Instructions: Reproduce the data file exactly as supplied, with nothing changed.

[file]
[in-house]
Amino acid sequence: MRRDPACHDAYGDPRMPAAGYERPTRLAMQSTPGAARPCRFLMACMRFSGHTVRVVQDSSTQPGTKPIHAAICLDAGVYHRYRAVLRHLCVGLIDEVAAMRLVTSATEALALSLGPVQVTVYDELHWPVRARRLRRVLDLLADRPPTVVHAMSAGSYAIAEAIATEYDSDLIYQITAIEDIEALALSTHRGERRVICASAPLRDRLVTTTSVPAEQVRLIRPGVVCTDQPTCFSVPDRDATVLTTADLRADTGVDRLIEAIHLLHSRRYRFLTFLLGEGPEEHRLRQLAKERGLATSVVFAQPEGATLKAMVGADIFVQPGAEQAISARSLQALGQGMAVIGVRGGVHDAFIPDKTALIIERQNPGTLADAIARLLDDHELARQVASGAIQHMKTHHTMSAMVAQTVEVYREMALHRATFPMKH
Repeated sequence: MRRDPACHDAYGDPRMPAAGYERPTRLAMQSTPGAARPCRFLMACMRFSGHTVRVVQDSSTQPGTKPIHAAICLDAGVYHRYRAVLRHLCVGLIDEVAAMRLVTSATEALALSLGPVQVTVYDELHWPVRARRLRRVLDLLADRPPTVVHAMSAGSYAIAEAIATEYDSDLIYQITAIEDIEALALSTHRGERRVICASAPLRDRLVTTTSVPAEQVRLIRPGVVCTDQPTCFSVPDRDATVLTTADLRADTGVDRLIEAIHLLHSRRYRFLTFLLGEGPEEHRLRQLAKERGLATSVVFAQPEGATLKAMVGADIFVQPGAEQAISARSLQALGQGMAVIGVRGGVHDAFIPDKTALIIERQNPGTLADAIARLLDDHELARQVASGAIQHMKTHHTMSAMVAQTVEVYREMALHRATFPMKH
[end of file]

[in-house]
Amino acid sequence: MRRDPACHDAYGDPRMPAAGYERPTRLAMQSTPGAARPCRFLMACMRFSGHTVRVVQDSSTQPGTKPIHAAICLDAGVYHRYRAVLRHLCVGLIDEVAAMRLVTSATEALALSLGPVQVTVYDELHWPVRARRLRRVLDLLADRPPTVVHAMSAGSYAIAEAIATEYDSDLIYQITAIEDIEALALSTHRGERRVICASAPLRDRLVTTTSVPAEQVRLIRPGVVCTDQPTCFSVPDRDATVLTTADLRADTGVDRLIEAIHLLHSRRYRFLTFLLGEGPEEHRLRQLAKERGLATSVVFAQPEGATLKAMVGADIFVQPGAEQAISARSLQALGQGMAVIGVRGGVHDAFIPDKTALIIERQNPGTLADAIARLLDDHELARQVASGAIQHMKTHHTMSAMVAQTVEVYREMALHRATFPMKH
Repeated sequence: MRRDPACHDAYGDPRMPAAGYERPTRLAMQSTPGAARPCRFLMACMRFSGHTVRVVQDSSTQPGTKPIHAAICLDAGVYHRYRAVLRHLCVGLIDEVAAMRLVTSATEALALSLGPVQVTVYDELHWPVRARRLRRVLDLLADRPPTVVHAMSAGSYAIAEAIATEYDSDLIYQITAIEDIEALALSTHRGERRVICASAPLRDRLVTTTSVPAEQVRLIRPGVVCTDQPTCFSVPDRDATVLTTADLRADTGVDRLIEAIHLLHSRRYRFLTFLLGEGPEEHRLRQLAKERGLATSVVFAQPEGATLKAMVGADIFVQPGAEQAISARSLQALGQGMAVIGVRGGVHDAFIPDKTALIIERQNPGTLADAIARLLDDHELARQVASGAIQHMKTHHTMSAMVAQTVEVYREMALHRATFPMKH